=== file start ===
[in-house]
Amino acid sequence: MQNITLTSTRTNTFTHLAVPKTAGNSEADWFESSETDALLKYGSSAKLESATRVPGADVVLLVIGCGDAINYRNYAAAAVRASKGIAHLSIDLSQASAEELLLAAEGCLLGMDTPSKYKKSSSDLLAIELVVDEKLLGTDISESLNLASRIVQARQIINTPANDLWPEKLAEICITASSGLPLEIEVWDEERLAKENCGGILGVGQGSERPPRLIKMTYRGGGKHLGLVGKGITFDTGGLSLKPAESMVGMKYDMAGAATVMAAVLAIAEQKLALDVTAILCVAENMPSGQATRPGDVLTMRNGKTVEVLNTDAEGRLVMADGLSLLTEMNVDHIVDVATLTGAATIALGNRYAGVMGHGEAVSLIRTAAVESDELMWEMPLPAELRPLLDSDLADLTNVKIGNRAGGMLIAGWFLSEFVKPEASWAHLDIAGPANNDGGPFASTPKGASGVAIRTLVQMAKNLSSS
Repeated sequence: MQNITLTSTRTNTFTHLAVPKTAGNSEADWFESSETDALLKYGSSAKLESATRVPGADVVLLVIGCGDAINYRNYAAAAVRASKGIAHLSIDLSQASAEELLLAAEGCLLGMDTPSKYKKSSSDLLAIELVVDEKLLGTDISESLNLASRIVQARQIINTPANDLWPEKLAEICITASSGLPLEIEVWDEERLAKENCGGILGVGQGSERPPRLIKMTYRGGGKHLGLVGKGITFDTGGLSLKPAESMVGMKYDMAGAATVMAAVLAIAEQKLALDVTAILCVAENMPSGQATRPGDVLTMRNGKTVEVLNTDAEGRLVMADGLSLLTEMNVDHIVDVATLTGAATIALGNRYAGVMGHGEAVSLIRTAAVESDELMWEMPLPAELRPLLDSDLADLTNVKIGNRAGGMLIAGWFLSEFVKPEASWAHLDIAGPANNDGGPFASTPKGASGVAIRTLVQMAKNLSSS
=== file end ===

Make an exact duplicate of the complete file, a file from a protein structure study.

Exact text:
[in-house]
Amino acid sequence: MQNITLTSTRTNTFTHLAVPKTAGNSEADWFESSETDALLKYGSSAKLESATRVPGADVVLLVIGCGDAINYRNYAAAAVRASKGIAHLSIDLSQASAEELLLAAEGCLLGMDTPSKYKKSSSDLLAIELVVDEKLLGTDISESLNLASRIVQARQIINTPANDLWPEKLAEICITASSGLPLEIEVWDEERLAKENCGGILGVGQGSERPPRLIKMTYRGGGKHLGLVGKGITFDTGGLSLKPAESMVGMKYDMAGAATVMAAVLAIAEQKLALDVTAILCVAENMPSGQATRPGDVLTMRNGKTVEVLNTDAEGRLVMADGLSLLTEMNVDHIVDVATLTGAATIALGNRYAGVMGHGEAVSLIRTAAVESDELMWEMPLPAELRPLLDSDLADLTNVKIGNRAGGMLIAGWFLSEFVKPEASWAHLDIAGPANNDGGPFASTPKGASGVAIRTLVQMAKNLSSS
Repeated sequence: MQNITLTSTRTNTFTHLAVPKTAGNSEADWFESSETDALLKYGSSAKLESATRVPGADVVLLVIGCGDAINYRNYAAAAVRASKGIAHLSIDLSQASAEELLLAAEGCLLGMDTPSKYKKSSSDLLAIELVVDEKLLGTDISESLNLASRIVQARQIINTPANDLWPEKLAEICITASSGLPLEIEVWDEERLAKENCGGILGVGQGSERPPRLIKMTYRGGGKHLGLVGKGITFDTGGLSLKPAESMVGMKYDMAGAATVMAAVLAIAEQKLALDVTAILCVAENMPSGQATRPGDVLTMRNGKTVEVLNTDAEGRLVMADGLSLLTEMNVDHIVDVATLTGAATIALGNRYAGVMGHGEAVSLIRTAAVESDELMWEMPLPAELRPLLDSDLADLTNVKIGNRAGGMLIAGWFLSEFVKPEASWAHLDIAGPANNDGGPFASTPKGASGVAIRTLVQMAKNLSSS